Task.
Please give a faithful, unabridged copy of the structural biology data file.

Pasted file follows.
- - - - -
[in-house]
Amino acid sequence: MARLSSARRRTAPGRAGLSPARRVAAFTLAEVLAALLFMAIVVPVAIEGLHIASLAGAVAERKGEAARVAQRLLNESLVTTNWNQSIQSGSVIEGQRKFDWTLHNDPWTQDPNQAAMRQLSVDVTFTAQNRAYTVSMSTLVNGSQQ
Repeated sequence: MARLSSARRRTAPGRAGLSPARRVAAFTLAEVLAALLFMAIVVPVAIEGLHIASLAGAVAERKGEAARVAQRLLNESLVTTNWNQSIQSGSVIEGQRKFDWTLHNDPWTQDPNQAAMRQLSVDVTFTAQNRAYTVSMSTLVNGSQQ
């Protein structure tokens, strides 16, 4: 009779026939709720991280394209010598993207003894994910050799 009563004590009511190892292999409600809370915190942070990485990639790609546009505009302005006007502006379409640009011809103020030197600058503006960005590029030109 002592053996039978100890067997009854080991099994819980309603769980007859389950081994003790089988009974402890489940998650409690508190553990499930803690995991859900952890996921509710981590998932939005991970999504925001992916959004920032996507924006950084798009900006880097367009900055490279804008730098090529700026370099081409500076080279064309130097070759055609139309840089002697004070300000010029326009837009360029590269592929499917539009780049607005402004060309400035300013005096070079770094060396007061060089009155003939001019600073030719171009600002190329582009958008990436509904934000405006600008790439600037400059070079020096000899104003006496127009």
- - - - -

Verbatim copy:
[in-house]
Amino acid sequence: MARLSSARRRTAPGRAGLSPARRVAAFTLAEVLAALLFMAIVVPVAIEGLHIASLAGAVAERKGEAARVAQRLLNESLVTTNWNQSIQSGSVIEGQRKFDWTLHNDPWTQDPNQAAMRQLSVDVTFTAQNRAYTVSMSTLVNGSQQ
Repeated sequence: MARLSSARRRTAPGRAGLSPARRVAAFTLAEVLAALLFMAIVVPVAIEGLHIASLAGAVAERKGEAARVAQRLLNESLVTTNWNQSIQSGSVIEGQRKFDWTLHNDPWTQDPNQAAMRQLSVDVTFTAQNRAYTVSMSTLVNGSQQ
């Protein structure tokens, strides 16, 4: 009779026939709720991280394209010598993207003894994910050799 009563004590009511190892292999409600809370915190942070990485990639790609546009505009302005006007502006379409640009011809103020030197600058503006960005590029030109 002592053996039978100890067997009854080991099994819980309603769980007859389950081994003790089988009974402890489940998650409690508190553990499930803690995991859900952890996921509710981590998932939005991970999504925001992916959004920032996507924006950084798009900006880097367009900055490279804008730098090529700026370099081409500076080279064309130097070759055609139309840089002697004070300000010029326009837009360029590269592929499917539009780049607005402004060309400035300013005096070079770094060396007061060089009155003939001019600073030719171009600002190329582009958008990436509904934000405006600008790439600037400059070079020096000899104003006496127009």